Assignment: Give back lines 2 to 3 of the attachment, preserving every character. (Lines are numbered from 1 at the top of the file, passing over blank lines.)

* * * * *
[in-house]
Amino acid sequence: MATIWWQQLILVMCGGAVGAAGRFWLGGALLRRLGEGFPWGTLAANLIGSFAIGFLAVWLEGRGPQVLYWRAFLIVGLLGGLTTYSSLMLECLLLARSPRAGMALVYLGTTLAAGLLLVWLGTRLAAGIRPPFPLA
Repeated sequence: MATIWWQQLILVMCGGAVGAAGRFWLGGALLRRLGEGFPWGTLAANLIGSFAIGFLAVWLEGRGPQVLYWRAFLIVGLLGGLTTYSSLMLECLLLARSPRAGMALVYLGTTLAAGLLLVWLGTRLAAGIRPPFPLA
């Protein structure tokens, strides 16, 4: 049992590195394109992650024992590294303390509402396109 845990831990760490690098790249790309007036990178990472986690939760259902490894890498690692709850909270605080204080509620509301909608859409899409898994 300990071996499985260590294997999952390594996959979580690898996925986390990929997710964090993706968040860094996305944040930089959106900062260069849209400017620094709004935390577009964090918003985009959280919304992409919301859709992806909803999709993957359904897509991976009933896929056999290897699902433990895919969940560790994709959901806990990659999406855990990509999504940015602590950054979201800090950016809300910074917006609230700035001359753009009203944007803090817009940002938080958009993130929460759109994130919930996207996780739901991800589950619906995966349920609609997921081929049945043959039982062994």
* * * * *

Amino acid sequence: MATIWWQQLILVMCGGAVGAAGRFWLGGALLRRLGEGFPWGTLAANLIGSFAIGFLAVWLEGRGPQVLYWRAFLIVGLLGGLTTYSSLMLECLLLARSPRAGMALVYLGTTLAAGLLLVWLGTRLAAGIRPPFPLA
Repeated sequence: MATIWWQQLILVMCGGAVGAAGRFWLGGALLRRLGEGFPWGTLAANLIGSFAIGFLAVWLEGRGPQVLYWRAFLIVGLLGGLTTYSSLMLECLLLARSPRAGMALVYLGTTLAAGLLLVWLGTRLAAGIRPPFPLA